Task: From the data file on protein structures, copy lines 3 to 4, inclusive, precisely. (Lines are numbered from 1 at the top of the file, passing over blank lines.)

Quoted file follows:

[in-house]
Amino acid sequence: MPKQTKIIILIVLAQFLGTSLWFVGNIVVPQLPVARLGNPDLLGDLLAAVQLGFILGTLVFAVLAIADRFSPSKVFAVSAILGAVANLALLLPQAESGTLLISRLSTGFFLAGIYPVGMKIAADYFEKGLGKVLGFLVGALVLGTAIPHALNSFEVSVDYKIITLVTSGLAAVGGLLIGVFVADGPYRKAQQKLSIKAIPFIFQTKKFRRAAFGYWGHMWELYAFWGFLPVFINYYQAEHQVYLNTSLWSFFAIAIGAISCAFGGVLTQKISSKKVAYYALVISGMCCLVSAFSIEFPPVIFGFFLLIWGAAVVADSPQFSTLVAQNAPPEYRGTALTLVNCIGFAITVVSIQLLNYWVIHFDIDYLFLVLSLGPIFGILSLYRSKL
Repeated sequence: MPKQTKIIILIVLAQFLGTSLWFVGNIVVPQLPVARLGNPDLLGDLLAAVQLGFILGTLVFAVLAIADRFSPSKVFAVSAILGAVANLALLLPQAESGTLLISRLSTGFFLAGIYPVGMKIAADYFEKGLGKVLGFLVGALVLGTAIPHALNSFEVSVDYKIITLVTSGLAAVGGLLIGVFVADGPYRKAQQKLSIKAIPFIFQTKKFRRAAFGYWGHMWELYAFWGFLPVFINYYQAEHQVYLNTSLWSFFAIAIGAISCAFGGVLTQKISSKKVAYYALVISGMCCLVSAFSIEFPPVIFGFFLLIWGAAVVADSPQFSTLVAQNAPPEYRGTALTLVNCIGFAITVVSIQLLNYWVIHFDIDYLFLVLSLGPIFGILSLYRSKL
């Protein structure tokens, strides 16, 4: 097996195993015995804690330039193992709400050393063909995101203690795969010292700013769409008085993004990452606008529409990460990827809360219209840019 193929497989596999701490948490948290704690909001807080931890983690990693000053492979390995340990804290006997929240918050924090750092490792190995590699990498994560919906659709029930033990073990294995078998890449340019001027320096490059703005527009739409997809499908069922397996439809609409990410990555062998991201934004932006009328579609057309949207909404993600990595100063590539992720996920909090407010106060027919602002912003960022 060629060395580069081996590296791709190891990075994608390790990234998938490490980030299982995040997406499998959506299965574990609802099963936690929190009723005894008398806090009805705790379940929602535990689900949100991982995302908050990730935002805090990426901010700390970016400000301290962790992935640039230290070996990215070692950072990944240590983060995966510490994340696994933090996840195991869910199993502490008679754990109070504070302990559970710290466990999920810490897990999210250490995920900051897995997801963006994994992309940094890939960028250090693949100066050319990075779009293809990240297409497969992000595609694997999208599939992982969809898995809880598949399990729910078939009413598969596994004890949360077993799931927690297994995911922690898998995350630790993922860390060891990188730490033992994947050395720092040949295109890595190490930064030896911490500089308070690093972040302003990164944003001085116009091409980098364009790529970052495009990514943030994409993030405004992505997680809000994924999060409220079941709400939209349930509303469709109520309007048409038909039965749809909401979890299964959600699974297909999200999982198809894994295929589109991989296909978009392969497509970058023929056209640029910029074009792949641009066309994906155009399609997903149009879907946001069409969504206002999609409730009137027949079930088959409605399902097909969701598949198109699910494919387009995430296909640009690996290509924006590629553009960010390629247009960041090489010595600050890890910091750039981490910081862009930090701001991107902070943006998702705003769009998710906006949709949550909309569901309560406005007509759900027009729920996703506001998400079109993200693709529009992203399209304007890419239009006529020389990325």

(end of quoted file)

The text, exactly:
Repeated sequence: MPKQTKIIILIVLAQFLGTSLWFVGNIVVPQLPVARLGNPDLLGDLLAAVQLGFILGTLVFAVLAIADRFSPSKVFAVSAILGAVANLALLLPQAESGTLLISRLSTGFFLAGIYPVGMKIAADYFEKGLGKVLGFLVGALVLGTAIPHALNSFEVSVDYKIITLVTSGLAAVGGLLIGVFVADGPYRKAQQKLSIKAIPFIFQTKKFRRAAFGYWGHMWELYAFWGFLPVFINYYQAEHQVYLNTSLWSFFAIAIGAISCAFGGVLTQKISSKKVAYYALVISGMCCLVSAFSIEFPPVIFGFFLLIWGAAVVADSPQFSTLVAQNAPPEYRGTALTLVNCIGFAITVVSIQLLNYWVIHFDIDYLFLVLSLGPIFGILSLYRSKL
């Protein structure tokens, strides 16, 4: 097996195993015995804690330039193992709400050393063909995101203690795969010292700013769409008085993004990452606008529409990460990827809360219209840019 193929497989596999701490948490948290704690909001807080931890983690990693000053492979390995340990804290006997929240918050924090750092490792190995590699990498994560919906659709029930033990073990294995078998890449340019001027320096490059703005527009739409997809499908069922397996439809609409990410990555062998991201934004932006009328579609057309949207909404993600990595100063590539992720996920909090407010106060027919602002912003960022 060629060395580069081996590296791709190891990075994608390790990234998938490490980030299982995040997406499998959506299965574990609802099963936690929190009723005894008398806090009805705790379940929602535990689900949100991982995302908050990730935002805090990426901010700390970016400000301290962790992935640039230290070996990215070692950072990944240590983060995966510490994340696994933090996840195991869910199993502490008679754990109070504070302990559970710290466990999920810490897990999210250490995920900051897995997801963006994994992309940094890939960028250090693949100066050319990075779009293809990240297409497969992000595609694997999208599939992982969809898995809880598949399990729910078939009413598969596994004890949360077993799931927690297994995911922690898998995350630790993922860390060891990188730490033992994947050395720092040949295109890595190490930064030896911490500089308070690093972040302003990164944003001085116009091409980098364009790529970052495009990514943030994409993030405004992505997680809000994924999060409220079941709400939209349930509303469709109520309007048409038909039965749809909401979890299964959600699974297909999200999982198809894994295929589109991989296909978009392969497509970058023929056209640029910029074009792949641009066309994906155009399609997903149009879907946001069409969504206002999609409730009137027949079930088959409605399902097909969701598949198109699910494919387009995430296909640009690996290509924006590629553009960010390629247009960041090489010595600050890890910091750039981490910081862009930090701001991107902070943006998702705003769009998710906006949709949550909309569901309560406005007509759900027009729920996703506001998400079109993200693709529009992203399209304007890419239009006529020389990325």